Mr. Speaker, again, what I would like to do is emphasize the magnitude or the size of the infrastructure for which the federal government is responsible. We are talking about well in excess of 70,000 kilometres of pipeline. There is a responsibility we have as a national government to ensure that we provide a sense of security and safety around those pipelines and that there is a consequence, in certain situations, that the company that ultimately put that pipeline into place would be held accountable for mishaps that would take place.
    The idea of the polluter pays principle is incorporated into the legislation. There are other aspects of the legislation that would move us forward.
     I disagree with the Conservative member's assertion, in terms of the best in the world. I think our companies here in Canada strive to be the best in the world, in terms of providing that safety, but that is no thanks to the government. The government has not been providing leadership on that issue.
    However, for the first time we do have this, and my question to the member is this. Would he not agree that having a polluter pays principle would force companies out there to give extra consideration to the importance of having safe and secure pipelines because, ultimately, they would have to pay for their mistakes?
    Mr. Speaker, the fundamental point that I think was being made is the importance of the polluter pays principle as a recognized concept in environmental legislation. I believe the bill would go some distance to achieve that.
    However, again, I want to say, as other Liberal members have said in first reading debate, that really there is a lot about discretion that needs to be nailed down here. The government may; the NEB may; and if they do not, so what?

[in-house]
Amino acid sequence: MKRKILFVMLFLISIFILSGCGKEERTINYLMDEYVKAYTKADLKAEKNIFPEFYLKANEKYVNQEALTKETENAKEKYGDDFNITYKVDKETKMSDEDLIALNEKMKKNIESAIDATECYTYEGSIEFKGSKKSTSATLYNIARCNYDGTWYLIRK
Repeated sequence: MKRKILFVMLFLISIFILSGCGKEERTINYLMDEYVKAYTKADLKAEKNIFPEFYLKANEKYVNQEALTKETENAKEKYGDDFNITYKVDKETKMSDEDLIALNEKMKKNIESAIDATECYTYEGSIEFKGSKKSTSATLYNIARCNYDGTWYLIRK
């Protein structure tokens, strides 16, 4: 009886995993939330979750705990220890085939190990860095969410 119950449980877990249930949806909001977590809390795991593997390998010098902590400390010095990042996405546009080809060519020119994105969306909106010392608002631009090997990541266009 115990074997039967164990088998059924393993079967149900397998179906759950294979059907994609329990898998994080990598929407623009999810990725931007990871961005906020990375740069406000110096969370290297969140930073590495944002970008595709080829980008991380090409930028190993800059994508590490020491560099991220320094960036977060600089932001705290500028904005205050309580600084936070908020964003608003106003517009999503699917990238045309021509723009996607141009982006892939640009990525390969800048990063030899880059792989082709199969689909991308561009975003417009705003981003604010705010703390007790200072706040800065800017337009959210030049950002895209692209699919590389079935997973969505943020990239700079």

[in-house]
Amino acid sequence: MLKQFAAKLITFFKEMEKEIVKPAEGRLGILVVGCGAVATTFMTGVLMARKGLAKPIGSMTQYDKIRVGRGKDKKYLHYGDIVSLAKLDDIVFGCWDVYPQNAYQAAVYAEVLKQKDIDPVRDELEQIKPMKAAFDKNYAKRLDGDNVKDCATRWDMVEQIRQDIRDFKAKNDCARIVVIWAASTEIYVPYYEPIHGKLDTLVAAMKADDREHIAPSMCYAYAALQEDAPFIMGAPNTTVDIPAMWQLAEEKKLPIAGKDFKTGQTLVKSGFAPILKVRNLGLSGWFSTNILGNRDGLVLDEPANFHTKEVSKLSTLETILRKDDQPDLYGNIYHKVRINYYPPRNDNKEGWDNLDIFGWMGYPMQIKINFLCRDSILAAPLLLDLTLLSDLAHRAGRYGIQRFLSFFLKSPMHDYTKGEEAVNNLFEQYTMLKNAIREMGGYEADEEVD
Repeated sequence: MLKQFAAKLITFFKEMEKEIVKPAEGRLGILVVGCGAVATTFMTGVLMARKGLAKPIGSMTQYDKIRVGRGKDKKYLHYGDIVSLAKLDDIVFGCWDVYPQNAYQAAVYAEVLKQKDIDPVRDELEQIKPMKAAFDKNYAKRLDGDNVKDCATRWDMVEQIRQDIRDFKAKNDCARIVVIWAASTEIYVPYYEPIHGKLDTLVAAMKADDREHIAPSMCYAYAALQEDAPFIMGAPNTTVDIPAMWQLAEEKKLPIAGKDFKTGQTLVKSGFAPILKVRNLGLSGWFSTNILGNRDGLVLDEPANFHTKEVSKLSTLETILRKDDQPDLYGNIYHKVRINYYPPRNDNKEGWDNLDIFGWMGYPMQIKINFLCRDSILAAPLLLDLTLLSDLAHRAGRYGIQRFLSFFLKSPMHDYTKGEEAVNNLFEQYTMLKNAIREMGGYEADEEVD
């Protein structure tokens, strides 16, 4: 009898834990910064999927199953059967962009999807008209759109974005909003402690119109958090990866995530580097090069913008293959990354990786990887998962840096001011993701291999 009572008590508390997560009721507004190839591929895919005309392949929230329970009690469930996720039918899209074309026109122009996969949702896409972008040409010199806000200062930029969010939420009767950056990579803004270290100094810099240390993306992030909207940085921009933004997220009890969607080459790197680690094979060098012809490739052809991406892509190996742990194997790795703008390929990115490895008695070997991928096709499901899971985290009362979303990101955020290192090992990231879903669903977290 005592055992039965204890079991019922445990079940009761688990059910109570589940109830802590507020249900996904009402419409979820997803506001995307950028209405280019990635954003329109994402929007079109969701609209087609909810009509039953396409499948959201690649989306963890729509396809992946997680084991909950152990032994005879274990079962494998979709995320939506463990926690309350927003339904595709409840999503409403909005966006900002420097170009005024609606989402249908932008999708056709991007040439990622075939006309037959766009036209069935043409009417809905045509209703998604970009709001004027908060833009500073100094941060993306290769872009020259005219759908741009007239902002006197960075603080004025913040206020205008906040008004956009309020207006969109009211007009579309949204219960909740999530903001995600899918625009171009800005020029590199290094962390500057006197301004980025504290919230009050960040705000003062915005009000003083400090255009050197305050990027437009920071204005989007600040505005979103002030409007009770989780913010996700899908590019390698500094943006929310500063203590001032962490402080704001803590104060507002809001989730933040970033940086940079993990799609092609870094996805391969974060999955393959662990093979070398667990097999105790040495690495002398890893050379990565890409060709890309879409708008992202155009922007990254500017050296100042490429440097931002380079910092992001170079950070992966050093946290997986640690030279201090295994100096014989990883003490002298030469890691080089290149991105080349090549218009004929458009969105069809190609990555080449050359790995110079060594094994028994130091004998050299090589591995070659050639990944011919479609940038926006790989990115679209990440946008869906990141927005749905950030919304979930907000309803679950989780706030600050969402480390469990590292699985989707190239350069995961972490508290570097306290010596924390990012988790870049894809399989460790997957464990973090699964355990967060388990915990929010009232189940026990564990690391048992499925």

That is what I find so disturbing about legislation like this. It kind of hoodwinks the Canadian people, because what if there is no budget given to do anything? Would the polluter pay then? I do not think so.
    It is full of sound and fury, but I hope signifying something.


    Mr. Speaker, I thank my colleague for his excellent speech.
    I was wondering whether the member thinks, as I do, that social licence is also extremely important in efforts to carry out huge energy projects like this one.
    We are talking about new rules associated with transporting natural resources and the dangers this involves, but I wonder whether the member could also talk about the importance of social licence for these projects and the fact that we also need to take that into account.


    Mr. Speaker, I very much appreciate the thoughtful question by my colleague from Sherbrooke. Social licence is really the order of the day on pipelines, tankers, and the like. It is really critical that they achieve it. I really believe companies can achieve it if they follow some important principles set out in the bill, such as polluter pay and internalization of their costs, working with the National Energy Board.